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States Parties


The Foreign Minister of Malta, Evarist Bartolo, said in the Conference on Disarmament on 22 February 2021 that the TPNW has 'strengthened the global norm against the worst weapons of mass destruction', and it is 'our duty to promote the benefits of such treaty, help fight misconceptions about it, and ensure that its obligations are adhered to'.[1]

25 Aug 2020
21 Sep 2020 (Ratification)
22 Jan 2021
Received 27 Jan 2021
TPNW Article 1(1) prohibitions: Compliance in 2021
(a) Develop, produce, manufacture, acquire Compliant
Test Compliant
Possess or stockpile Compliant
(b) Transfer Compliant
(c) Receive transfer or control Compliant
(d) Use Compliant
Threaten to use Compliant
(e) Assist, encourage or induce Compliant
(f) Seek or receive assistance Compliant
(g) Allow stationing, installation, deployment Compliant
TPNW voting and participation
2021 UNGA resolution on TPNW
2020 UNGA resolution on TPNW
2019 UNGA resolution on TPNW Voted yes
2018 UNGA resolution on TPNW Voted yes
Participated in TPNW negotiations Yes
Share of women in TPNW negotiations 33%
Vote on adoption of treaty text Voted yes
Adoption of TPNW (7 July 2017) Voted yes
IAEA safeguards and fissile material
Safeguards Agreement Yes
TPNW Art 3(2) deadline N/A
Small Quantities Protocol No
Additional Protocol Yes
Fissile material production facilities No
Highly enriched uranium stocks No
Plutonium stocks (mil/civ) No/No
Related treaties and regimes
Party to the BWC Yes
Party to the CWC Yes
Party to the PTBT Yes
Ratified the CTBT Yes
Party to the NPT Yes
Party to a NWFZ No
Member of the CD No (Observer)

Latest developments

In a statement to the 2021 UN General Assembly's High-Level Plenary Meeting to Commemorate and Promote the International Day for the Total Elimination of Nuclear Weapons, Foreign Minister Bartolo said: 'Malta was one of the first countries to sign and ratify the Treaty on the Prohibition of Nuclear Weapons. As this Treaty has now entered into force, we urge all States to accede to this important Treaty, which would send a strong political signal against the production, stockpiling, and use of nuclear weapons. We hope that increased universalisation of this important Treaty will create the necessary momentum to embark on serious disarmament talks which have been stalled for too long.'2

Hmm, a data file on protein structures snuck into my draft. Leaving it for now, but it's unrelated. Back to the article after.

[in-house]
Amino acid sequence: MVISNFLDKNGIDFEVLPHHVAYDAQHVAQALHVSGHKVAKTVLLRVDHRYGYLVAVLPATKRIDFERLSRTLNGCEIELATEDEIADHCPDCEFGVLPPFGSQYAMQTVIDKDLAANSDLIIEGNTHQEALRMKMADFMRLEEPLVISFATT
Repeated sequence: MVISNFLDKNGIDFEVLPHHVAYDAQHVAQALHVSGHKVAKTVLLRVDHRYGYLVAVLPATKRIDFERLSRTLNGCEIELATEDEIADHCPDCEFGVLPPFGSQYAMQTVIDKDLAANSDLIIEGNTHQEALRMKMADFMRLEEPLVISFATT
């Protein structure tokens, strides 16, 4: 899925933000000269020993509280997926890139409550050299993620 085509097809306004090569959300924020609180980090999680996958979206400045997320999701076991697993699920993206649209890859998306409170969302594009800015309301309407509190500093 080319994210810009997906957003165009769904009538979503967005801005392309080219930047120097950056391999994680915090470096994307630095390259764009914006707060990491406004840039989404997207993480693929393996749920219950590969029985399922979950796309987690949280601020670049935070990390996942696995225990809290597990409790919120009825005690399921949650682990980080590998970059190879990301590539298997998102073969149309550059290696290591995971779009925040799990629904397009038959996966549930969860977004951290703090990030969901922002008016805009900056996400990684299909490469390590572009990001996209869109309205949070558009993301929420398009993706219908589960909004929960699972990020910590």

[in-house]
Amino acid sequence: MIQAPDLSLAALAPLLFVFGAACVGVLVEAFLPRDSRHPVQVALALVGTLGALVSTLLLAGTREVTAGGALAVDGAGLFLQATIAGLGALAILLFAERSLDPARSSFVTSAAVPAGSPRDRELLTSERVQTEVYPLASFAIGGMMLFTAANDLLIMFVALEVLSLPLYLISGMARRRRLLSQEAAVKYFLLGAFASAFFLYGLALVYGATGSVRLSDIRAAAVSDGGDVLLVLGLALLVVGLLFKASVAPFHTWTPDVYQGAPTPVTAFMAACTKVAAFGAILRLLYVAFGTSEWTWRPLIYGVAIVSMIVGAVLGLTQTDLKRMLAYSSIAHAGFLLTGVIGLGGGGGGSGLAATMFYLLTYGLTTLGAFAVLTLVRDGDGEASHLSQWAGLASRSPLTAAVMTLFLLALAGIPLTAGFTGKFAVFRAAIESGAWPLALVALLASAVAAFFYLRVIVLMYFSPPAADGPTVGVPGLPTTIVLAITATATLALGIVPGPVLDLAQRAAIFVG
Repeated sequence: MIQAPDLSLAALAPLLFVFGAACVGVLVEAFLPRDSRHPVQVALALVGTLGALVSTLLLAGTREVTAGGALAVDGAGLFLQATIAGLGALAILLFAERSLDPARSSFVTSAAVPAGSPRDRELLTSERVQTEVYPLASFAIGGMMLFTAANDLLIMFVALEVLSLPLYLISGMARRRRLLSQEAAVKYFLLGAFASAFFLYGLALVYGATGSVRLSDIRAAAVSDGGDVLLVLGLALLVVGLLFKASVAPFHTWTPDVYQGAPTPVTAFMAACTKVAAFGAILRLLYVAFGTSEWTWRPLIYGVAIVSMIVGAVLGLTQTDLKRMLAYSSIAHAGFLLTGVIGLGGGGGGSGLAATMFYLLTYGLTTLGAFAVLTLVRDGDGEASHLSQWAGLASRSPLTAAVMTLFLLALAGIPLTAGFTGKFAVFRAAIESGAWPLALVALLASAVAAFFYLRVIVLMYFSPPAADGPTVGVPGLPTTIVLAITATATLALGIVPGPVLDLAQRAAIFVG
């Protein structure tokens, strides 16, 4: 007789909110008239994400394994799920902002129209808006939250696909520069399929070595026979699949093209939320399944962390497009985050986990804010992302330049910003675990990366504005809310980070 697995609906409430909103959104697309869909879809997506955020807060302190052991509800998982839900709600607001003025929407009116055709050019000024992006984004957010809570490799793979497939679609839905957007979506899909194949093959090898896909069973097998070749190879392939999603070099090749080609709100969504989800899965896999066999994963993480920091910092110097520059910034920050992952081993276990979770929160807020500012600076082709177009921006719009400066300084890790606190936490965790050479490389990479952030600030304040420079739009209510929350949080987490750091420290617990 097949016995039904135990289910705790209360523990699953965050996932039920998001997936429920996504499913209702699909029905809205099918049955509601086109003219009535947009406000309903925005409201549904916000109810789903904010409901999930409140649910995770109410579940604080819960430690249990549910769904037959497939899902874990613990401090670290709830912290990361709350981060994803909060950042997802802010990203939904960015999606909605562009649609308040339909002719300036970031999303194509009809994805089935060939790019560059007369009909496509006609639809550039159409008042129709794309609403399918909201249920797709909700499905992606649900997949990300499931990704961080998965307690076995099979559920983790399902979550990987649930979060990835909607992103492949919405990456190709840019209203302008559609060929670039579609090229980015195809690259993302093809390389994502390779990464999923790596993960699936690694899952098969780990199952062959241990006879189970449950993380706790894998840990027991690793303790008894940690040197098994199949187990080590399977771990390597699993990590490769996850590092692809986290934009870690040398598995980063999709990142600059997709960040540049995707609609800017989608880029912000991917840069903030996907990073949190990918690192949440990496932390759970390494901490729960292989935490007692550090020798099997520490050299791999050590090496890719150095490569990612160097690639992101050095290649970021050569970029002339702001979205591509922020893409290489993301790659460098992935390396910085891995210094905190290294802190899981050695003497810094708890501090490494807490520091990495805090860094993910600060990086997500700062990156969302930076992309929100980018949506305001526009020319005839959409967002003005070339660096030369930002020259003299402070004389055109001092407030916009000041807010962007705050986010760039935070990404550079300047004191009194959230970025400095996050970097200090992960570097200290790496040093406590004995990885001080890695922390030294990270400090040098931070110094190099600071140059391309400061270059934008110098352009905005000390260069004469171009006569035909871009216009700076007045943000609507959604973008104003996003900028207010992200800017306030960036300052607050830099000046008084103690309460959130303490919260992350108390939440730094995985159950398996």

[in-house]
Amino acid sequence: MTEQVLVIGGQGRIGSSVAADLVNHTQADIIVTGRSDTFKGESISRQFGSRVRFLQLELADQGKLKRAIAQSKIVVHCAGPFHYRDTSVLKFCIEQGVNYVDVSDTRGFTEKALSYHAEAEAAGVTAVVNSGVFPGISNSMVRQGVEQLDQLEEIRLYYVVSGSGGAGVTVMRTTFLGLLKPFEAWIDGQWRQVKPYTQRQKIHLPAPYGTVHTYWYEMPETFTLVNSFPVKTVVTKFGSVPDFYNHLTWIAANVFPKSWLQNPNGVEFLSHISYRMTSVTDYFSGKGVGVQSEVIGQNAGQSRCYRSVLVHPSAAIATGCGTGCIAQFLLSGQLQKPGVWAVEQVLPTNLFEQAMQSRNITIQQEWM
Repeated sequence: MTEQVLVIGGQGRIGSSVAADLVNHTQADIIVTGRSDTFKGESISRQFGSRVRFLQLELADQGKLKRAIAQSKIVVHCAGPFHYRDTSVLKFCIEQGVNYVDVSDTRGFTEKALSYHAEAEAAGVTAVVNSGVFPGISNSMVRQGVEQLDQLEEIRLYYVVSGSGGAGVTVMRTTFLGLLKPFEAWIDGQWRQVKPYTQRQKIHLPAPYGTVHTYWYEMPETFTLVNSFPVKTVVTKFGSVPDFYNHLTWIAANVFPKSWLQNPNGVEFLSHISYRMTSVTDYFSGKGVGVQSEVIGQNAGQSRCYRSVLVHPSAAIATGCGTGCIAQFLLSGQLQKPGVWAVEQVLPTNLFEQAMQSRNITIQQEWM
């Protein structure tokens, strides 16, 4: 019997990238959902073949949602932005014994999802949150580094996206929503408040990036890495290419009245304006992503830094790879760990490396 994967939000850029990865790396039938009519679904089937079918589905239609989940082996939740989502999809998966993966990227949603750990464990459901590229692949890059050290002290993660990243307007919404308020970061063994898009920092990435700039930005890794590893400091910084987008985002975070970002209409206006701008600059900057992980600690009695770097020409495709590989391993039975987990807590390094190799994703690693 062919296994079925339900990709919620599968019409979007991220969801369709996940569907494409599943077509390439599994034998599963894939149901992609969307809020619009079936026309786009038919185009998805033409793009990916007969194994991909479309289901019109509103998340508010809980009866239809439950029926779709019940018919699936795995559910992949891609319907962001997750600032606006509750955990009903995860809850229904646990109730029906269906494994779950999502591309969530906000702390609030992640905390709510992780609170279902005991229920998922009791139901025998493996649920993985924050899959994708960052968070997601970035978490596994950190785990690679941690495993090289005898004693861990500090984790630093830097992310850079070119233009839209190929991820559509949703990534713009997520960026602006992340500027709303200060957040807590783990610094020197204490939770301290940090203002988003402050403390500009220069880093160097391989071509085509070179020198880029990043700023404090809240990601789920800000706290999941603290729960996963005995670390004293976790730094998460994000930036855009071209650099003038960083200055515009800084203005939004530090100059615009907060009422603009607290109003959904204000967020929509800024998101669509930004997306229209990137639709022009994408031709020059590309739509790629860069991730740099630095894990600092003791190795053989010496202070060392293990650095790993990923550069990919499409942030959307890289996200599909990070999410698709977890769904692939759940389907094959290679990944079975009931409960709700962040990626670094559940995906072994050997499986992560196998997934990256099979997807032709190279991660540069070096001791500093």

The Foreign Minister participated in a webinar hosted by ICAN, Mayors for Peace, and Nuclear Free Local Authorities on 21 October to talk about the First Meeting of States Parties to the TPNW and strategy to encourage more states to support the Treaty.3

Malta was one of the co-sponsors of the 2021 UN General Assembly resolution on the TPNW, which called 'upon all States that have not yet done so to sign, ratify, accept, approve or accede to the Treaty at the earliest possible date'.4


  • Malta should continue to encourage other states to adhere to the TPNW.
  • Malta should ensure that all the TPNW obligations are implemented domestically, through legal, administrative, and other necessary measures.
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